If you’ve been hearing a lot about teacher leadership lately, consider yourself privy to a very relevant educational topic. All the buzz right now is focused on well-deserving teachers who are leading the way in their schools. Now more than ever, we are seeing a trend of teachers moving into leadership roles, such as coaching other teachers and participating in planning committees. Because these shifting roles and responsibilities were previously correlated with administrators, longstanding staff, or even tenured faculty, they may cause indeterminate or converging relational/organizational patterns. As a result, educators need innovative approaches to facilitating their new leadership systems and models in education.
Teachers who are empowered to lead are more likely to commit long term and positively influence others within their schools. While evidence pointing to the benefits of teacher leadership is prevalent, information regarding the implementation of teacher leadership and how it can be sustained is more challenging to find.
So, I’ve compiled a list of some ways we can empower teachers to lead as a contribution to the ongoing topic of teacher leadership. I gathered the thoughts of several rather candid discussions with teachers in leadership positions and also a very green Golden Apple Scholarship recipient, who is certain to be a trailblazer in education. Here’s what I learned:
Ensure that equity and diversity are at the forefront of leadership opportunities in order to establish an environment of trust and fairness. Leadership is packaged in different gender, colors, shapes, sizes, ages, personality types, religious conviction, and incumbency. Building trust via transparent leadership prerequisites and selection processes is key for staff to know that objective practices dictate leadership placement.
Variety is truly the spice of life. Avoid group-think mentality, a mindset that takes over when lack of diversity and uncritical like-mindedness prohibits a group from accurately assessing problems and considering a full range of decision options (Paula Jorde Bloom, Circle of Influence: Implementing Shared Decision Making and Participative Management). Add in healthy doses of experience, expertise, skills, and open mindedness. These positive attributes will keep fresh ideas circulating.
Creating ample leadership opportunities that vary in levels of commitment and ability encourages teachers to contribute in measures that are comfortable to them. With an abundance of chances to participate, teachers will look for a lead project or position that suits them. Fear of Missing Out (FOMO) and negative competitive tendencies that damage morale prevent teachers from volunteering and scaffolding their leadership commitments and experiences.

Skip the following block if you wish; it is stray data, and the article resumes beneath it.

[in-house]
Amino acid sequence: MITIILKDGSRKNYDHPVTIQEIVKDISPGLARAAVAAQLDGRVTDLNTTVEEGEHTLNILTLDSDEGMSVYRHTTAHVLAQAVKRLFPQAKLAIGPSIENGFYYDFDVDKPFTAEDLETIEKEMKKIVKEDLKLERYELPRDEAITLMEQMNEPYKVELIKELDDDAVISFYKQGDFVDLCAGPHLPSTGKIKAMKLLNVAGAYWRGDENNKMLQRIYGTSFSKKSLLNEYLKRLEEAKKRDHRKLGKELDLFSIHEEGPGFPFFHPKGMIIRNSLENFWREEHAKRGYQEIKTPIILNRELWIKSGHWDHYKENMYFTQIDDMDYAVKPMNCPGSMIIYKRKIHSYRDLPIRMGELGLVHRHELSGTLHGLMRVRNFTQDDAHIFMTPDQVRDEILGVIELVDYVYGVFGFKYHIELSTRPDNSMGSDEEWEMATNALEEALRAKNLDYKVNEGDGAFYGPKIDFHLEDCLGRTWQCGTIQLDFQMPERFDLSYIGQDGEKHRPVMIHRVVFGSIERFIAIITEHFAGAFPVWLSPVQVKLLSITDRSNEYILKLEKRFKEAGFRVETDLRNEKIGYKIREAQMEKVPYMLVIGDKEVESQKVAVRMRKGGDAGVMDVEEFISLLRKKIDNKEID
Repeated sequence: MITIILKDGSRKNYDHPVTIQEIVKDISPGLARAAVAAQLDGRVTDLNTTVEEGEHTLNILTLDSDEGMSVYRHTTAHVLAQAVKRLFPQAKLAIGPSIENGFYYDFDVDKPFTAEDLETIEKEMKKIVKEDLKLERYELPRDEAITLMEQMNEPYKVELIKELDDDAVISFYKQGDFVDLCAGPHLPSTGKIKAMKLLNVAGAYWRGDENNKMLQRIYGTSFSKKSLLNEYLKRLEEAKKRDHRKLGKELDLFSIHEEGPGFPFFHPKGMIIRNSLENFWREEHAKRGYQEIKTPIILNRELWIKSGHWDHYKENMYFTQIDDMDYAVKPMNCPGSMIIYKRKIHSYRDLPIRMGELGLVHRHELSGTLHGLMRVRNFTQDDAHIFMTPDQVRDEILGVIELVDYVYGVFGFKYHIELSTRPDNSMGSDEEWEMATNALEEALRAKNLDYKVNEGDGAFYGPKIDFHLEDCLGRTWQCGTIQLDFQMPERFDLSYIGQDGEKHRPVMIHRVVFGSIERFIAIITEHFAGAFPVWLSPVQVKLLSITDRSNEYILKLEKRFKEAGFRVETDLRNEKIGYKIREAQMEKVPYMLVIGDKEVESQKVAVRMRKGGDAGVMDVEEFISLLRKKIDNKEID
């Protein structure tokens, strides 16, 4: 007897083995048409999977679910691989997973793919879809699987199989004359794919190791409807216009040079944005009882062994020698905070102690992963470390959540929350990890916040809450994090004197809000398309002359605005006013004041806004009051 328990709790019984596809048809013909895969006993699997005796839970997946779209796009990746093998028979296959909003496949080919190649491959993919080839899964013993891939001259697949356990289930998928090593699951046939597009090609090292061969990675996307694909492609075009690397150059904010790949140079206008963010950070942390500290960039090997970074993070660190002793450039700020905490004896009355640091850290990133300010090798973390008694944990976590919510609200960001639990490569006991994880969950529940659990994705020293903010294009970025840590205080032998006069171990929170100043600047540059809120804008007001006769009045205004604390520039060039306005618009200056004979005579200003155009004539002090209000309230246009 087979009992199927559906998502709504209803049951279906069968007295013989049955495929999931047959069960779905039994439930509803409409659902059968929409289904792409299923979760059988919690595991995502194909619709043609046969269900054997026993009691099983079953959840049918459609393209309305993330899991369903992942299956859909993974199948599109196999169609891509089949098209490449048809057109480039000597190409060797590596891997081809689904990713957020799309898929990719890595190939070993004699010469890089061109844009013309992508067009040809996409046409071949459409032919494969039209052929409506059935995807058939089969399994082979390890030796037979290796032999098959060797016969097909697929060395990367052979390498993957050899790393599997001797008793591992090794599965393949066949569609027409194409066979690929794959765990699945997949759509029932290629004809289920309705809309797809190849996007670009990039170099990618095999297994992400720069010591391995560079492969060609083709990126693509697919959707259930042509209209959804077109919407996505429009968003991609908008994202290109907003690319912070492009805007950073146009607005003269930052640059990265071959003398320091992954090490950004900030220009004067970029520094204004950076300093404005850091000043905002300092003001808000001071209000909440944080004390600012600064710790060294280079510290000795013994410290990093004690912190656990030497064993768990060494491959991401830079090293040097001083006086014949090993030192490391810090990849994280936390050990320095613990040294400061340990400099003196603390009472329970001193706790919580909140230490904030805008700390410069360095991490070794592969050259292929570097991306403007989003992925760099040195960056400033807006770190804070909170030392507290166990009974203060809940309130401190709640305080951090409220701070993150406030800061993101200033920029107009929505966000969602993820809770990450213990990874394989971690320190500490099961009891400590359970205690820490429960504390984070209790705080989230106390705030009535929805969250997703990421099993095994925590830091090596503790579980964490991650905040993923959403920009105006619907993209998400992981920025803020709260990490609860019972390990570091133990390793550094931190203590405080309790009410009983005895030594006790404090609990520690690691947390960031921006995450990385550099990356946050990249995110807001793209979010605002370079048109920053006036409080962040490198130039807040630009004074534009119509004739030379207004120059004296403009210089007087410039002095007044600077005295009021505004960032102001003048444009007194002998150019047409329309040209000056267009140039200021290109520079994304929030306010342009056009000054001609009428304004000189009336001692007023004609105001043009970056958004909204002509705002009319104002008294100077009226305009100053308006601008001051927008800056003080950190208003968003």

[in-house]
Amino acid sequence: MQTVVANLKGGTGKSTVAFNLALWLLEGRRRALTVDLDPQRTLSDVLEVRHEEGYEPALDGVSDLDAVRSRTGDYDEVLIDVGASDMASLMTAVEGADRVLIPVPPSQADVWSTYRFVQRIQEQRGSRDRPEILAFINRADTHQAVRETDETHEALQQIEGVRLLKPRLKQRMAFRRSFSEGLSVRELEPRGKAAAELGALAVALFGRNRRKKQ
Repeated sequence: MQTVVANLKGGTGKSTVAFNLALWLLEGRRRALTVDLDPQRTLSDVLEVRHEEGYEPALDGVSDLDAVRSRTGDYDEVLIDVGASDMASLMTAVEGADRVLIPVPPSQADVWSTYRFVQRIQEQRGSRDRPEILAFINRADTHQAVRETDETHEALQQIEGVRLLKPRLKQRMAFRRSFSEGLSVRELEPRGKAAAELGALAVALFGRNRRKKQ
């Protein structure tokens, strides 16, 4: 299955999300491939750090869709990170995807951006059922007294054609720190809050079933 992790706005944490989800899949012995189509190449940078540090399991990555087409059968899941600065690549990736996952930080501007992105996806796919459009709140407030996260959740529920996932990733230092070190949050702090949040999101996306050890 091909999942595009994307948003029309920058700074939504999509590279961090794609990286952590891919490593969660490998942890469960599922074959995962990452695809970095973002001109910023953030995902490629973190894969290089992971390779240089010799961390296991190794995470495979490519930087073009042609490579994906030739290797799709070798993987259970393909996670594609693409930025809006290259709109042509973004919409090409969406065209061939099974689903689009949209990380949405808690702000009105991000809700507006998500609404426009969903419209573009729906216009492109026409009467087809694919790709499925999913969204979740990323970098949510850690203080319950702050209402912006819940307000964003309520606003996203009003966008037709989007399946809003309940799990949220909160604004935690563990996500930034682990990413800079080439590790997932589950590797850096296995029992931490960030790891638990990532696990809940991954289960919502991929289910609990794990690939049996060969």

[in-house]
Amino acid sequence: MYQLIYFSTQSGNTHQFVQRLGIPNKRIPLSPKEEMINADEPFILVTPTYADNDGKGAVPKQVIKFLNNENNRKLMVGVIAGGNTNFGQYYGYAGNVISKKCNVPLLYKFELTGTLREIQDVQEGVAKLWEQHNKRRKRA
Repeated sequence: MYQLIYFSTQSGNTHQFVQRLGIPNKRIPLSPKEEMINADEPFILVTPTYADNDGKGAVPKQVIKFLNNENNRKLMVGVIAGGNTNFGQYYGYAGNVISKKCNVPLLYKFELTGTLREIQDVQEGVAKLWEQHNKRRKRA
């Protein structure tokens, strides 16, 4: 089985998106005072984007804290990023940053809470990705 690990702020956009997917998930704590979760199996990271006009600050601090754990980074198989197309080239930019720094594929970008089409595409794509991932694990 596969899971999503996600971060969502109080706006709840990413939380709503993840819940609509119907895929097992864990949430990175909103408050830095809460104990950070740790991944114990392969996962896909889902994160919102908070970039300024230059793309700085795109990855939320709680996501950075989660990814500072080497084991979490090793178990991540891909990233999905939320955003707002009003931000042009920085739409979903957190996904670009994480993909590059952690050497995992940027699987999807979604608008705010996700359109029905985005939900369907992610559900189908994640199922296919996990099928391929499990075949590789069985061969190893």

The hunt never ends because there’s always room for more leaders. Discover teachers’ passions and hobbies; it’s a great place to start. Assess strengths, opportunities, instructional practices, and daily routines in order to encourage passionate teachers to take on projects that fit their expertise, talents, leadership skills, and influence.
Face it: being a leader takes a great amount of time and energy. A recurring theme I heard while listening to teachers’ perspectives on leadership was their struggle to balance additional responsibilities with an already full load. It’s important to understand that teacher leaders are hungry to learn, but they have tendencies to overload and be stressed. Keep their delicate balancing act in mind. Teacher leaders value planning time and do not want to lead at the cost of diminishing instructional quality. Look back to #3 and #4. Creating ample and varied leadership opportunities, appropriately matching leaders to tasks, and sharing the load distributes responsibilities in manageable, collaborative doses.
Petroleum pumps need to be refueled after filling cars with gas, just like teacher leaders need refueling after invigorating our students and colleagues. Supporting charismatic environments where leaders are both energized and inspired to share what works and what doesn’t, will not only reinforce a culture of collaboration but will also expand your leader’s impact. Plus, it allows for opportunities to reflect and plan, and therefore improve effectiveness that ultimately results in increased student learning.
What are your thoughts? In what other ways can we empower teachers to lead?
Since the coronavirus has disrupted many of our in-person plans, you might be trying to figure out how you can transition in-person coaching to online coaching. Online coaching can open a number of doors for coaches and teachers that might not be an option in face-to-face work.
Even top athletes rely on the support of a coach to improve their game. Players need coaches to help identify their unique strengths and grow their talents while increasing their skills in areas of challenge. To do all this, coaches spend lots of time observing athletes while they practice—giving real-time feedback based on current efforts, breaking skills down as needed to cultivate mastery, and encouraging players to keep trying in pursuit of their goals.
As coaches, we've all encountered resistant teachers. Resistance to coaching can take many forms. You might encounter a teacher who is direct, making it clear they don't want your help. Or a teacher who is passive, putting off your meetings and recommendations, or acting like they're open to coaching but never actually changing their behavior. While this can be frustrating, you shouldn’t assume the teacher is to blame.